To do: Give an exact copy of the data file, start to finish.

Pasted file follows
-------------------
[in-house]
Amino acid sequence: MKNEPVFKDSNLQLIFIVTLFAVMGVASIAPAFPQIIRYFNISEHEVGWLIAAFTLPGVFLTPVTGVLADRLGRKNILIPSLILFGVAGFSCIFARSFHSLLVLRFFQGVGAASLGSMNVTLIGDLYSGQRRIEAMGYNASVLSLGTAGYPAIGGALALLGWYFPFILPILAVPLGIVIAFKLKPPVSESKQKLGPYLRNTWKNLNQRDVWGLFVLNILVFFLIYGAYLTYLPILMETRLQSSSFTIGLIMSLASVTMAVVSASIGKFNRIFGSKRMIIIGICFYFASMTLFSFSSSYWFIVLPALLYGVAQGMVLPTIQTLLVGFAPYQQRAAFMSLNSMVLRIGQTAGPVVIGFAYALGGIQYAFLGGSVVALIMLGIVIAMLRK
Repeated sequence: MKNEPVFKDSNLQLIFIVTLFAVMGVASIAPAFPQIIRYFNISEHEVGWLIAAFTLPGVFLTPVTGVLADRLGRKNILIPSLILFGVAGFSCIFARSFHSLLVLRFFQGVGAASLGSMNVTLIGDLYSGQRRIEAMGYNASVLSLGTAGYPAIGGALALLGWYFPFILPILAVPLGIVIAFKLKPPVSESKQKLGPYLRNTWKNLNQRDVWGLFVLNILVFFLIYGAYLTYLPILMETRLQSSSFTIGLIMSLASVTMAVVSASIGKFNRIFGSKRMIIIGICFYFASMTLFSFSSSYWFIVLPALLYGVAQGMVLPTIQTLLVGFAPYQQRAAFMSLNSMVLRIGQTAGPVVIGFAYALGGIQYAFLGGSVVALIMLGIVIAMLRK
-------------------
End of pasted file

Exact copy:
[in-house]
Amino acid sequence: MKNEPVFKDSNLQLIFIVTLFAVMGVASIAPAFPQIIRYFNISEHEVGWLIAAFTLPGVFLTPVTGVLADRLGRKNILIPSLILFGVAGFSCIFARSFHSLLVLRFFQGVGAASLGSMNVTLIGDLYSGQRRIEAMGYNASVLSLGTAGYPAIGGALALLGWYFPFILPILAVPLGIVIAFKLKPPVSESKQKLGPYLRNTWKNLNQRDVWGLFVLNILVFFLIYGAYLTYLPILMETRLQSSSFTIGLIMSLASVTMAVVSASIGKFNRIFGSKRMIIIGICFYFASMTLFSFSSSYWFIVLPALLYGVAQGMVLPTIQTLLVGFAPYQQRAAFMSLNSMVLRIGQTAGPVVIGFAYALGGIQYAFLGGSVVALIMLGIVIAMLRK
Repeated sequence: MKNEPVFKDSNLQLIFIVTLFAVMGVASIAPAFPQIIRYFNISEHEVGWLIAAFTLPGVFLTPVTGVLADRLGRKNILIPSLILFGVAGFSCIFARSFHSLLVLRFFQGVGAASLGSMNVTLIGDLYSGQRRIEAMGYNASVLSLGTAGYPAIGGALALLGWYFPFILPILAVPLGIVIAFKLKPPVSESKQKLGPYLRNTWKNLNQRDVWGLFVLNILVFFLIYGAYLTYLPILMETRLQSSSFTIGLIMSLASVTMAVVSASIGKFNRIFGSKRMIIIGICFYFASMTLFSFSSSYWFIVLPALLYGVAQGMVLPTIQTLLVGFAPYQQRAAFMSLNSMVLRIGQTAGPVVIGFAYALGGIQYAFLGGSVVALIMLGIVIAMLRK